HIV Prevalence Rate in Corporate South Africa Has Increased to 19.4%, Study Says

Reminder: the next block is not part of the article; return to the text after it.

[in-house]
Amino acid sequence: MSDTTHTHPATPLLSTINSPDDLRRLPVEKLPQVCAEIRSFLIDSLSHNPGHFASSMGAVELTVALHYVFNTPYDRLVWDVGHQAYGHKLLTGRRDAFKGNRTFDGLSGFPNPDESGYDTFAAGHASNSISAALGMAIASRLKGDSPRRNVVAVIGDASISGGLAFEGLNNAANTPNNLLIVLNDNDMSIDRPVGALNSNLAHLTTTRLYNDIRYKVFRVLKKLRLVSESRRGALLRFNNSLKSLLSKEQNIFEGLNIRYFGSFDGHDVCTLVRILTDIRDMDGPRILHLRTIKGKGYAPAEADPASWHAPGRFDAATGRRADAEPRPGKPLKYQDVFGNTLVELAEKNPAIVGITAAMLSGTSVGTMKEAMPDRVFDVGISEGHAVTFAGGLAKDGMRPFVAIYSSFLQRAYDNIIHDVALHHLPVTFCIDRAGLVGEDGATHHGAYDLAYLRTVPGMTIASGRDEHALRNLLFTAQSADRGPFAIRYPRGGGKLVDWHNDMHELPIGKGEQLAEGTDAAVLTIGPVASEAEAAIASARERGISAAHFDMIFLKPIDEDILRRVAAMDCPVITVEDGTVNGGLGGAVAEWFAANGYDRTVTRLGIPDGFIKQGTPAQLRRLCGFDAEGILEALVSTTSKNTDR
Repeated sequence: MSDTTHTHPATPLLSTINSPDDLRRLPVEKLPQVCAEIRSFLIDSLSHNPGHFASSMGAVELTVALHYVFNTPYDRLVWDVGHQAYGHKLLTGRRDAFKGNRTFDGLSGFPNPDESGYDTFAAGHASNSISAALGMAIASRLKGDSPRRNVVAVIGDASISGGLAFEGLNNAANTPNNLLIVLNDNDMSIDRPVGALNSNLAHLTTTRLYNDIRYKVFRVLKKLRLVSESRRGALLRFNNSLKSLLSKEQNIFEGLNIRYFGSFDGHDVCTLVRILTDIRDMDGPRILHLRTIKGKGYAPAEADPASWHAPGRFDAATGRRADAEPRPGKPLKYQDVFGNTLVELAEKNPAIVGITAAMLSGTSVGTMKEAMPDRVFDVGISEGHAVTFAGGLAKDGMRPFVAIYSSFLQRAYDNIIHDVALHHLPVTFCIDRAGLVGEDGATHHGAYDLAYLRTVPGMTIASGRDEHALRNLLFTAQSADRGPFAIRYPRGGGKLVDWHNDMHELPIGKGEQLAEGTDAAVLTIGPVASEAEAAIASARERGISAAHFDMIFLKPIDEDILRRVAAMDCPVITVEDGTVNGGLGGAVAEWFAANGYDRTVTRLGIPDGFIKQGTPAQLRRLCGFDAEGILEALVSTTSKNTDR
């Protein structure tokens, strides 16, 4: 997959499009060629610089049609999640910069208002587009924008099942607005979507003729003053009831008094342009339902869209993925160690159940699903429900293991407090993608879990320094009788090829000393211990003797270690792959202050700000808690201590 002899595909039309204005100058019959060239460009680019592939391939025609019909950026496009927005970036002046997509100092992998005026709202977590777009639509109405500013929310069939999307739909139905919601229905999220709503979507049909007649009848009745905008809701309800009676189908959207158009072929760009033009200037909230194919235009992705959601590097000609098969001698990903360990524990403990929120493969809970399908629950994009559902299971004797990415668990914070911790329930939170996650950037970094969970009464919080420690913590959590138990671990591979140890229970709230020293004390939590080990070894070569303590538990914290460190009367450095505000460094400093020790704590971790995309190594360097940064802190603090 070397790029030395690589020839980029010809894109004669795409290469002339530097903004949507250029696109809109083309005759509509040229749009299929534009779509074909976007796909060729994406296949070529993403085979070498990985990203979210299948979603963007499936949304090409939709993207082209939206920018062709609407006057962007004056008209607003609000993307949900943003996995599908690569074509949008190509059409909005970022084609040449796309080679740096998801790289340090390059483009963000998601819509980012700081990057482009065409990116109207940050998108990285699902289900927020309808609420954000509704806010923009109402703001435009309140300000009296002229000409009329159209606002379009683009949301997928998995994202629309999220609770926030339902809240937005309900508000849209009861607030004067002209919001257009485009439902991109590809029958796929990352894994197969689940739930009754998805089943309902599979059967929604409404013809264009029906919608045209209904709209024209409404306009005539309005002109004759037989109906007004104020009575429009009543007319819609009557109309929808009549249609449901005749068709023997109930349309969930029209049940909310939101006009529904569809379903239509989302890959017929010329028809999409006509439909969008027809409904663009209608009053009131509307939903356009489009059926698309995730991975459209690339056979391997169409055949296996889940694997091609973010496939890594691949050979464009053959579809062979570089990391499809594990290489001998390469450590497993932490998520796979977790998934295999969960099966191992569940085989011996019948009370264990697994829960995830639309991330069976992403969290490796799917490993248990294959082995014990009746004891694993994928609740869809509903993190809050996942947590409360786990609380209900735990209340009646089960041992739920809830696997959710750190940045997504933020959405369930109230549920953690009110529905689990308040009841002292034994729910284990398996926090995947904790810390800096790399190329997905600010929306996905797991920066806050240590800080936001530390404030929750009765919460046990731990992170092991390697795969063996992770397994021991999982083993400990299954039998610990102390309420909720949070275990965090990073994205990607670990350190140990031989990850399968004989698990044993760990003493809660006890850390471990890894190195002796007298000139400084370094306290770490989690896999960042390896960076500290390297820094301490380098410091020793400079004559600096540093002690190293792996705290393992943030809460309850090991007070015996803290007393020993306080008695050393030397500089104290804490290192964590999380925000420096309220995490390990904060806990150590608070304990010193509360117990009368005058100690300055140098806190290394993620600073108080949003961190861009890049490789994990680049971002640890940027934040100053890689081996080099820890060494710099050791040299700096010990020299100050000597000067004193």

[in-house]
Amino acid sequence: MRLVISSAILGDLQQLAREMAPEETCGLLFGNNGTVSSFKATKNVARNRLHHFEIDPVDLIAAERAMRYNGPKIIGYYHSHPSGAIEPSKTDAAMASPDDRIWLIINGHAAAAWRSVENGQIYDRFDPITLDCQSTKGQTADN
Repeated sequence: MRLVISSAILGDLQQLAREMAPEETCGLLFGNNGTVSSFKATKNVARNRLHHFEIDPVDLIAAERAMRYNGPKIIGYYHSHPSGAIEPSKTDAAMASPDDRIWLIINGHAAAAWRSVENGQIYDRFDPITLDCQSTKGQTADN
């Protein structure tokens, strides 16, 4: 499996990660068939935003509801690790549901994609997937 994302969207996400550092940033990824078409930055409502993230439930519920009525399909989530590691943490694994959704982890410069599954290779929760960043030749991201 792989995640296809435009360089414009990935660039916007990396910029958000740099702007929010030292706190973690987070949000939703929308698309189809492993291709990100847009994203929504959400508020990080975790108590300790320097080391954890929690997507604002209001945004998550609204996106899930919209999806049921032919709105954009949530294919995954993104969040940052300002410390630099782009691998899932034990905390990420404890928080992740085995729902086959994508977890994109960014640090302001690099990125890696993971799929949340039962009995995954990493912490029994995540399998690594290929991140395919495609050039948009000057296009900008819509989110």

The HIV prevalence rate among workers in South Africa's corporate sector has increased to 19.4% this year from 15% in 2003, suggesting the prevalence of the disease has not yet peaked, according to an Old Mutual Healthcare survey released on Thursday, Business Day reports. The survey of 100 South African companies found that most companies were unaware of the number of HIV-positive people in their workplaces, noting that 25 companies had conducted prior prevalence testing. Twelve of the 25 companies that had tested their employees agreed to anonymously release their data, and, despite limited participation, Old Mutual Healthcare risk manager Lydia Footman said that she believed the 19.4% rate was accurate. Old Mutual executive Paul la Cock said that the proportion of HIV-positive workers might still be increasing. He added that the number of new cases could reach a high in about two years, followed by a peak in the number of people falling ill and then a peak in costs that would be filtered through to companies and the country. Compared with a few years ago, companies are more conscious of the risk HIV/AIDS poses to their business, according to the survey. About 71% of the businesses surveyed have a strategy in place to counter effects of the epidemic, while 80% said developing an AIDS strategy was an important goal. In regard to treatment, all employees polled had access to antiretroviral drugs, but only 18% of the companies had established disease management programs (Rose, Business Day, 9/9).This is part of the KHN Morning Briefing, a summary of health policy coverage from major news organizations. Sign up for an email subscription.